Karnataka Gaming Ban: Parties conclude arguments, HC reserves judgement

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The parties in the petitions challenging the Karnataka online gaming ban law concluded the oral arguments before the High Court today. The petitioners include gaming companies, individuals, and industry bodies. The Karnataka Police (Amendment) Compliance Act, 2021, notified on October 5 makes all forms of gaming for stakes, including online, a cognizable and non-bailable offence.

The petitioners include gaming companies Mobile Premier League, Games24x7, Gameskraft, Head Digital Works Private Ltd, and Junglee Games along with industry bodies like All India Gaming Federation (AIGF) and Federation of Indian Fantasy Sports (FIFS). The case which was initially listed before a single bench of Justice Krishna S Dixit was later transferred to a division bench of Chief Justice Ritu Raj Awasthi and Justice Krishna S Dixit.

The matter came up for hearing for the first time on 22 October 2021 and was listed on 12 days in total. A battery of senior advocates Dr Abhishek Singhvi, Mukul Rohatgi, Gopal Jain, Sajan Poovayya, DLN Rao, Arvind Datar, and CA Sundaram appeared in the matter.

The petition which was initially listed only for interim relief was heard for final arguments based on the concurrence of all the parties involved. The petitioners relied on the recent judgements of Madras and Kerala High Court and also decades-old cases like RMB Chamarbaugwala, State of Andhra Pradesh vs. K. Satyanarayana. The Advocate General (AG) appearing for the government tried to differentiate between the earlier decisions and the present facts. The AG argued that games of skill would lose their nature when the public at large is invited.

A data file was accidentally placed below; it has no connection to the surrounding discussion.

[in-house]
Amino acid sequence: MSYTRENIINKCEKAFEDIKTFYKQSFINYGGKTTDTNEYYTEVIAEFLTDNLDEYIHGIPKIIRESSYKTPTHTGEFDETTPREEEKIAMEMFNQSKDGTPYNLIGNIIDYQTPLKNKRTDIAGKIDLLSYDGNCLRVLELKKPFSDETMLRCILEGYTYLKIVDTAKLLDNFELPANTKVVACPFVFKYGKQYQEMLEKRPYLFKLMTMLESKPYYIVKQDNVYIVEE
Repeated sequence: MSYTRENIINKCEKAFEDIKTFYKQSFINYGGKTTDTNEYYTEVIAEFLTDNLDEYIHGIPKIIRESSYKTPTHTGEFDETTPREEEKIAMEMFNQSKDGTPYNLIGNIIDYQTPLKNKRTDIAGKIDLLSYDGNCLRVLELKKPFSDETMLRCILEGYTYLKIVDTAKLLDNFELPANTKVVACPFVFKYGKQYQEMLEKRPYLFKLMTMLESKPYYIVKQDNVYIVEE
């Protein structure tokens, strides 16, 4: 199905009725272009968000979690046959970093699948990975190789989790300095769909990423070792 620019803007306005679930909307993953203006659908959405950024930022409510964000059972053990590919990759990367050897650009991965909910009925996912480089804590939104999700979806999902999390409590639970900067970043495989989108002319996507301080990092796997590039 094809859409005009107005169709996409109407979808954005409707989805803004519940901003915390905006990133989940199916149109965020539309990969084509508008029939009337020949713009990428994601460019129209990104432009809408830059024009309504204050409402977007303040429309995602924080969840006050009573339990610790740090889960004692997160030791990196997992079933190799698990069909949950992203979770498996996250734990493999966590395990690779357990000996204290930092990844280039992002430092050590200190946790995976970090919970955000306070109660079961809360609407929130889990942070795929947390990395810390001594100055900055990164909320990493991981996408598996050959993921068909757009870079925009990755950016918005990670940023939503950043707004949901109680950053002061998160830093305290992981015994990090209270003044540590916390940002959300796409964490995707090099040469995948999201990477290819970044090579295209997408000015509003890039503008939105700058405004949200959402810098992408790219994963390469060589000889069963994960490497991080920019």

Today the Court heard the arguments of FIFS who joined as a petitioner earlier this month. The AG argued on behalf of the State differentiating the cases decided by Bombay High Court, Punjab and Haryana High Court in matters involving Dream11.

What expertise will a person staying in Raichur exercise on a game of club football?” argued the AG. It was also argued that betting on cricket matches was a big menace, it lead to the massive circulation of money. “It also spoilt purity of the sport. So strict action was taken to prevent betting on cricket matches.”

Earlier Mr Rohtagi on behalf of FIFS argued that fantasy sports depend on many factors which the player has to study. Mr Rohtagi also read the charter of the federation that lays down rules to argue that fantasy sports are a game of skill.

In the end, the bench asked the petitioners to submit rejoinder arguments by written submissions. The judgement now stands reserved.